Great post! I remember my first few clinical days, and then my first few days when I was a CNA in med-surg during nursing school. The clinical days were only 7 hours long, and the CNA shifts 8 hours. I would come home with such aching legs and feet, I was crying. I tried gel insoles, hose, special shoes, everything. I would have to take a bath with Epsom salt every day after clincials or work.

    Well, I've been a nurse for 7 years now, and I always work 12 hour shifts, sometimes staying over for 16. My legs ache a bit afterwards, and my feet are sore when I wake up the next day. But your body does get used to it. Nursing involves a lot more walking than anything else, especially if you've been a student all your life and spent most of your time at a desk.
  9. Visit  NO1_2NV profile page
    0
    I too suffer from pain in my feet, ankles, knees, and lower back. I have tried several shoe brands without much success until now. I have incredibly high arches and wide feet so finding shoes has always been horrible. I finally found a walking shoe Model SWW202's by Spira http://www.spirafootwear.com/spirahome.html and I have purchased Birkenstock's arch supports to place inside. Viola, no more pain!!!! Of course my legs are tired when I get home but I don't have the pain.
  10. Visit  purplemania profile page
    0
    I think your complaint is a little excessive and should require a healthcare professional's assessment. You might need special shoes, potassium, more fluids, less fluids---- a doppler and other fairly simple tests might be in order to determine if you have the potential for serious problems. IMHO
  11. Visit  country_princess84 profile page
    0
    I have a pair of Rockers that I absolutely love. They are really light, its hard to believe you're actually wearing shoes. I have a pair of support socks that I got from Wal-Mart that are called "For people who are on their feet all day'' or something like that. They are great, I love them. Hope this helps.
  12. Visit  all4schwa profile page
    0
    For sure, you can't expect to work all day and not have some discomfort, but in my experience, your feet and legs hurt from not being used to this type of activity. being a sedentary student doesn't help, the others in my clinical group will complain about tired feet when mine dont hurt because i work 16hr shifts as a nurse aide and by body is used to it...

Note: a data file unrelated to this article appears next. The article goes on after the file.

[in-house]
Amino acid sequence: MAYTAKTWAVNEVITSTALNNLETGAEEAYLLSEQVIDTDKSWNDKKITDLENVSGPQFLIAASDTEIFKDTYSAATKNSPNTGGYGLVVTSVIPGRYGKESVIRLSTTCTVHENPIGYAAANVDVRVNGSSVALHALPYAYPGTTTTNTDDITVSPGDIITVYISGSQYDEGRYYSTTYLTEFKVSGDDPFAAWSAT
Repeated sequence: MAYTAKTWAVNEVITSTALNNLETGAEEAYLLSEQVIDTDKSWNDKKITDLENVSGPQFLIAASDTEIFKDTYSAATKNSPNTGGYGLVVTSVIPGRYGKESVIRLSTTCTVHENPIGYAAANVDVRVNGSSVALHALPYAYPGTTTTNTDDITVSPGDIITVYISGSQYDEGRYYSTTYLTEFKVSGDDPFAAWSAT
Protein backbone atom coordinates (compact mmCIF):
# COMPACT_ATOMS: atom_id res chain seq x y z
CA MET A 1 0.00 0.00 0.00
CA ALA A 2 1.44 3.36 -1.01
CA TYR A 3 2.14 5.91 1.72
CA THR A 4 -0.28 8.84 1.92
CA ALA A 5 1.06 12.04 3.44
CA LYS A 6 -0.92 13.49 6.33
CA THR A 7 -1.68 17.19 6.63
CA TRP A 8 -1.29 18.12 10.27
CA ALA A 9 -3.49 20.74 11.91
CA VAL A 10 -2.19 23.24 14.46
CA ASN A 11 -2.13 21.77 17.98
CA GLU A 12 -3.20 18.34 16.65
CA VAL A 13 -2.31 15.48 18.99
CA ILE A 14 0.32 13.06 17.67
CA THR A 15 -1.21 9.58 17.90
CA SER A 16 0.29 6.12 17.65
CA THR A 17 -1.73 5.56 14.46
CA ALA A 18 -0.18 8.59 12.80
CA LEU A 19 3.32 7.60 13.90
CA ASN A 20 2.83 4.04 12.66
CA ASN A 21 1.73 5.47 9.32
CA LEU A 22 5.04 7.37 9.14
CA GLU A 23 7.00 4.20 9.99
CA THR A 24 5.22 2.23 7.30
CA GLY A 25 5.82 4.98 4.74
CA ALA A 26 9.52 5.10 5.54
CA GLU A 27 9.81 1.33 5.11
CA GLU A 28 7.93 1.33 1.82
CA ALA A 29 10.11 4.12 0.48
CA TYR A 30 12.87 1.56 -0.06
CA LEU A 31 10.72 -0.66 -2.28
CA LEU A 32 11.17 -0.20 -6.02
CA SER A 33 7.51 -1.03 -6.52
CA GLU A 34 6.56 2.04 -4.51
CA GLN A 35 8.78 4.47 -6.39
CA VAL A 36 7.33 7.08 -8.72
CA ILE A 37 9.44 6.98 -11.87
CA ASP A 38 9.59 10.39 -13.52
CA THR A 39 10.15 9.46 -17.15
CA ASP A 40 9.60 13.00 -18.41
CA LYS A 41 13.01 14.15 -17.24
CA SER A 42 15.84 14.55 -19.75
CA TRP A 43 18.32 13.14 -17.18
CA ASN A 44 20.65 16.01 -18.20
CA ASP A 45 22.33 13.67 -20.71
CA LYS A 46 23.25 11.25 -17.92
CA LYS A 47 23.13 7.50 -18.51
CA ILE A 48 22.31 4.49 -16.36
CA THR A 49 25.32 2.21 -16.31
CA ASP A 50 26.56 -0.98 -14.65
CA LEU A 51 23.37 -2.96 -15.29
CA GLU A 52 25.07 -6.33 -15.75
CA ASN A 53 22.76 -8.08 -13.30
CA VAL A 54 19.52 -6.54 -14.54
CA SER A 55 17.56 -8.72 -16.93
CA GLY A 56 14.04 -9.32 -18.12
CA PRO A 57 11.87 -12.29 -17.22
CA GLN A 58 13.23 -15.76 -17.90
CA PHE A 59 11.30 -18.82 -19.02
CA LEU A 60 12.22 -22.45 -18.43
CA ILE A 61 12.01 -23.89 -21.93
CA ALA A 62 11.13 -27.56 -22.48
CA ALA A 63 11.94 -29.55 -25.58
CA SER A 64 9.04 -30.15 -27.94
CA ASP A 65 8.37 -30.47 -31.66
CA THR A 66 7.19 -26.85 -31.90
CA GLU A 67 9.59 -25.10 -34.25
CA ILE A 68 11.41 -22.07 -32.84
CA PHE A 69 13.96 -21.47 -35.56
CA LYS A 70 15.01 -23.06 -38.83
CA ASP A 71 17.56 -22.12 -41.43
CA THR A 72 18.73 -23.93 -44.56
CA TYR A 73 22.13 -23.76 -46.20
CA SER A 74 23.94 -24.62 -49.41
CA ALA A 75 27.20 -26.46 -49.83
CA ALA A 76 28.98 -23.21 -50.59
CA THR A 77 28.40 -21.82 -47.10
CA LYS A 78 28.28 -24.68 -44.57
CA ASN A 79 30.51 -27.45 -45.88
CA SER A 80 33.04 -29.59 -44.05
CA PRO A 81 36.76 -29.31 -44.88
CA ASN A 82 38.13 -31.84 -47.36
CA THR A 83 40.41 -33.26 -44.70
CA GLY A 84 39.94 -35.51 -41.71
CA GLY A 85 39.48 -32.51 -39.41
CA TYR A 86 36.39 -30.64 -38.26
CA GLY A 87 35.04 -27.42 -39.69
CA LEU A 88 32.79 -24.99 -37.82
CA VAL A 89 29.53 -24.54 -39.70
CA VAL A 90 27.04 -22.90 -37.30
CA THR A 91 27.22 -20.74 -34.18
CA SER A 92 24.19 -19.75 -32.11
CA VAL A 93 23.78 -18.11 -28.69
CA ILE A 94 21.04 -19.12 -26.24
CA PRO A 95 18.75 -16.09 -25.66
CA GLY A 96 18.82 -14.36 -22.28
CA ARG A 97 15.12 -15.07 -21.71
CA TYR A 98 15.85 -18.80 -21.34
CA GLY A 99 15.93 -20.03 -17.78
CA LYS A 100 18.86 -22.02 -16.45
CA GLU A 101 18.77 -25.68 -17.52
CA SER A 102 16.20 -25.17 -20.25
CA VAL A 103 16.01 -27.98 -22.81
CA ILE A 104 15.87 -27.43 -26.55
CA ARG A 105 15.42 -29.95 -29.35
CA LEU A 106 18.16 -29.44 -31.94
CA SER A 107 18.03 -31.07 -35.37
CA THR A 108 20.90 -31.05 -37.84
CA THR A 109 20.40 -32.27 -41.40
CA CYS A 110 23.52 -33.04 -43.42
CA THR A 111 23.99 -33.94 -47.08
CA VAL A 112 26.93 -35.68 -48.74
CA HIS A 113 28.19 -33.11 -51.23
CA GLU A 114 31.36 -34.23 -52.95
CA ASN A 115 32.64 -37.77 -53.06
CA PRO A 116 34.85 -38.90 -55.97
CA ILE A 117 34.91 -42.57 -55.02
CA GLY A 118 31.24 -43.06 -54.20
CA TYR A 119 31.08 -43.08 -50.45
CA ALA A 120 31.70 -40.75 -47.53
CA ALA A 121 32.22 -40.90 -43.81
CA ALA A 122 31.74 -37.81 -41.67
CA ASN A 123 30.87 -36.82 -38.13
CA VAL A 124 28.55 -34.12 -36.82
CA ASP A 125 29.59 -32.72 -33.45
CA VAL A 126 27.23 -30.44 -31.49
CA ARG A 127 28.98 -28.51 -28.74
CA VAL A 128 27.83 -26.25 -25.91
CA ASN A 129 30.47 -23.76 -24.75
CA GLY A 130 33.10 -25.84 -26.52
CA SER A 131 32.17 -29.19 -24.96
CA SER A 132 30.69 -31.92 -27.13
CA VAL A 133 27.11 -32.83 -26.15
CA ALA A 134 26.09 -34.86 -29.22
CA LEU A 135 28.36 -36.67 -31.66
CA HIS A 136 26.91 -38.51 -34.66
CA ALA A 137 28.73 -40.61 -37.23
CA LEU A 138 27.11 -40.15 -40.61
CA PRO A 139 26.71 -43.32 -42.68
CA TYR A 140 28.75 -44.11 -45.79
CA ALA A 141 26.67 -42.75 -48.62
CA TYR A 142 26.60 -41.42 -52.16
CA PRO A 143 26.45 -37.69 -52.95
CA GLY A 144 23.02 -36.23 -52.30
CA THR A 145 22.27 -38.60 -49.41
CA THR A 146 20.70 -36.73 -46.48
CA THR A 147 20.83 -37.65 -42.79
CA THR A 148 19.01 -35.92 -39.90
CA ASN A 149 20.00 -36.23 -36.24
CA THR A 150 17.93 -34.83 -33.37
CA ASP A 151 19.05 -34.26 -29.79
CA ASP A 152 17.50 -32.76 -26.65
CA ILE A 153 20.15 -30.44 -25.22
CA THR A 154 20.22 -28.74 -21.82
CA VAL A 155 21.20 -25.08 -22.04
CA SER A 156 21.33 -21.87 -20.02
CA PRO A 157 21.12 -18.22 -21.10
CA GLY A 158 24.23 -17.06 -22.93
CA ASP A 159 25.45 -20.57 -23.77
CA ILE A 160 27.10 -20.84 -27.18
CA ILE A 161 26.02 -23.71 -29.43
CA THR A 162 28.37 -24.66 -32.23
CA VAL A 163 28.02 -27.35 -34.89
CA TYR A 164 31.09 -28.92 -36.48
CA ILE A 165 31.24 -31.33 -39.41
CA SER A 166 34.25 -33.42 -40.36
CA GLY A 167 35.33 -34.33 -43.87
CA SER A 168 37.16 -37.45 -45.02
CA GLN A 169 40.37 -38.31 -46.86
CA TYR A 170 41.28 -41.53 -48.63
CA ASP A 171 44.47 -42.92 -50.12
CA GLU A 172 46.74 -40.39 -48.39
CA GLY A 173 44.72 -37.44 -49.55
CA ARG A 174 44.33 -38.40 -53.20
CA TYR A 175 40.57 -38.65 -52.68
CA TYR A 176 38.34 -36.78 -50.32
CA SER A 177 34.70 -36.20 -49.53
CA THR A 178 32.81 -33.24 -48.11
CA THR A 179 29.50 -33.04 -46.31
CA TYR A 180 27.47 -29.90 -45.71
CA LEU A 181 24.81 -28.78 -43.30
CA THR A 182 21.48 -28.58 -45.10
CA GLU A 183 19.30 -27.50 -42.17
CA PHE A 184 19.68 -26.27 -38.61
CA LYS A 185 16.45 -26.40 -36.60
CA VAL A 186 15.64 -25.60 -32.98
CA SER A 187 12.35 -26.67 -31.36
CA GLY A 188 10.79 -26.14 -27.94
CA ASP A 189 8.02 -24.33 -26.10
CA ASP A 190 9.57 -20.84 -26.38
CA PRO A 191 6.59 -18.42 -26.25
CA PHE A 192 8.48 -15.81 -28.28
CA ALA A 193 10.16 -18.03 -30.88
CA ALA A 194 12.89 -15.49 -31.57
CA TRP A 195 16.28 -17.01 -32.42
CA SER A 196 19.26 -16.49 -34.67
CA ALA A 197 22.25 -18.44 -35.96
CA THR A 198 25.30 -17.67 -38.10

...my advice would be to get some walking in (30min) on your non-clinical days and if you can afford it... my opinion is there is nothing better than a good pair of birkenstocks....i find i do better with a nursing shoe (like nurse mates) than athletic shoes...
  13. Visit  truern profile page
    0
    I bought Dansko shoes, but couldn't get past the feelings of walking with bricks tied to my feet. Now I wear K Swiss with knee high support socks, but what I found to REALLY help was wearing a pair of footies OVER my support socks. Support socks tend to slide ever so slightly in your shoe and over the course of the day that can wear on your feet and legs, and you're not even aware of it. The footie just keeps your foot from sliding, but it sure makes a huge difference. At least it did for ME
  14. Visit  Indy profile page
    0
    Regarding compression hose: Nurse Mates makes some knee highs that should be burned, not worn. I bought a package of those (on sale, thought I'd try it) and by the middle of one shift I had cut little notches into both the bands at the tops of them, threw them AND the unworn pair in the trash as soon as I got home. Problem? The band at the top was MUCH tighter than the rest of the garment. I may as well have tied two tourniquets around my knees and tried to work in that. Just a friendly warning about those hose. The intent is not supposed to be to cut off circulation entirely.

    My favorite sock things so far are "SuppSocks" and I find them at various uniform stores, around four-ish dollars a pair. Mild compression, doesn't hurt, the spandex in all of mine are still good though the ones I've had since the start of nursing school is a little looser than the new ones. During summer my legs might feel a bit warm until I start working and forget about it. I haven't tried TED hose yet.